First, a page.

Then replace the content bits (really simple: only the li items) with some code that e.g. queries the amount of categories in a hierarchical loop and replace the li items by dynamic output.

--> In that way you have a dynamic menu with dynamic content and you can play with the code to do whatever you like with it in your menu.


The menu generator generated me .css and .javascript and my example content of the menu. I replaced the example content with calls to a function "taglinklineRounded":

<li><a class="qmparent" href="javascript:void(0)">ARTS</a>
        <li><span class="qmtitle" >Listen</span></li>
        <?php echo taglinklineRounded('music',    'Music') ?>
        <?php echo taglinklineRounded('radio',    'Radio') ?>
        <li><span class="qmdivider qmdividerx" ></span></li>
        <li><span class="qmtitle" >Look</span></li>
        <?php echo taglinklineRounded('comics',   'Graphics') ?>
        <?php echo taglinklineRounded('photo',    'Photo') ?>
        <?php echo taglinklineRounded('graphics', 'Graphics') ?>
        <?php echo taglinklineRounded('art',      'Art') ?>
        <li><span class="qmdivider qmdividerx" ></span></li>
        <li><span class="qmtitle" >View</span></li>
        <?php echo taglinklineRounded('tv',       'TV') ?>
        <?php echo taglinklineRounded('video',    'Video') ?>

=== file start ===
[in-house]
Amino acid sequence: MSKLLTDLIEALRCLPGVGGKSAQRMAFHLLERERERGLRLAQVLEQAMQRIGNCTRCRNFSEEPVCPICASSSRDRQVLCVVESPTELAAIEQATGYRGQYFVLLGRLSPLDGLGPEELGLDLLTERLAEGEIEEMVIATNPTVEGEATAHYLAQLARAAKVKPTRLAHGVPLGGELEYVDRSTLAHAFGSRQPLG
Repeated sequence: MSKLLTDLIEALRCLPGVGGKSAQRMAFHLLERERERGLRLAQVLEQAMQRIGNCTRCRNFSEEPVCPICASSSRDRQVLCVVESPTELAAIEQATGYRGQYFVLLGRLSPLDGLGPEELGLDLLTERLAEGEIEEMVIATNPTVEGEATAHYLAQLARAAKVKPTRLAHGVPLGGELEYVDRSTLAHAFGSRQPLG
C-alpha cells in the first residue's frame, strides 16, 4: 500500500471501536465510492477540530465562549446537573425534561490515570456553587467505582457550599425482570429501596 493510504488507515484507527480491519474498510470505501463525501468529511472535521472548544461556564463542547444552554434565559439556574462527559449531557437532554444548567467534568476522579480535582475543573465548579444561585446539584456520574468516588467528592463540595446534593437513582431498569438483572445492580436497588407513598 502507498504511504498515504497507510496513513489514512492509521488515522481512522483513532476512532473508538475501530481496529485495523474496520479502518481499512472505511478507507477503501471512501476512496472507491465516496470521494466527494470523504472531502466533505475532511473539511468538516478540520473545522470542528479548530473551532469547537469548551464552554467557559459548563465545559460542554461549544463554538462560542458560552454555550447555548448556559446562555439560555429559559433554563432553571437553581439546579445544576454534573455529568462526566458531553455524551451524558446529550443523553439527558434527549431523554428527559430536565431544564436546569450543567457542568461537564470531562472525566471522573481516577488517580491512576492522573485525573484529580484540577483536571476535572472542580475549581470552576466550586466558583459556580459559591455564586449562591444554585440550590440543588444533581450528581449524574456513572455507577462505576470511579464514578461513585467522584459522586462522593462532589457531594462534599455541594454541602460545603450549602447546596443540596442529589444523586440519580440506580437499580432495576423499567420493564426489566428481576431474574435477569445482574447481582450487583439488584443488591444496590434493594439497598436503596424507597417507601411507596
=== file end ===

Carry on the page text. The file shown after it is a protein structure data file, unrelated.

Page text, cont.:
<?php echo taglinklineRounded('movie',    'Movie') ?>
        <li><span class="qmdivider qmdividerx" ></span></li>
        <li><span class="qmtitle" >Read</span></li>
        <?php echo taglinklineRounded('book',     'Book') ?>
        <?php echo taglinklineRounded('writing',  'Writing') ?>
        <?php echo taglinklineRounded('news',     'News') ?>
        <li><span class="qmdivider qmdividerx" ></span></li>
        <li><span class="qmtitle" >Specific</span></li>
        <?php echo taglinklineRounded('scifi',    'Sci-Fi') ?>
        <?php echo taglinklineRounded('lost',     'LOST') ?>

The taglinklineRounded function gives me the amount of entries that have this tag (but obviously any whatever code can be done on the menu structure).

In a more dynamic approach you read the categories / whatever other content needs to be in the menu and instead of in the example the hardcoded 'scifi' ... replace it with an echo statement of the output of that categories.

(also ofcourse as deep as you want represented in the style choosen).

Other idea

I guess you can even combine the standard wp menu with the dynamic menu by having certain parts in the menu managed by the users and others dynamic by combining the outputs in a new dynamic menu. Haven't played with that.


Do you mean you want a bread-crumb type nav? Or list all the pages that are children of the current page What exactly do you mean? I've done a lot of stuff like this, so I'll probably have a chunk of code somewhere for this.

  • hi, thanks for comment - see update to question for examples and my thinking to date
    – Kris C
    Commented Sep 30, 2010 at 11:38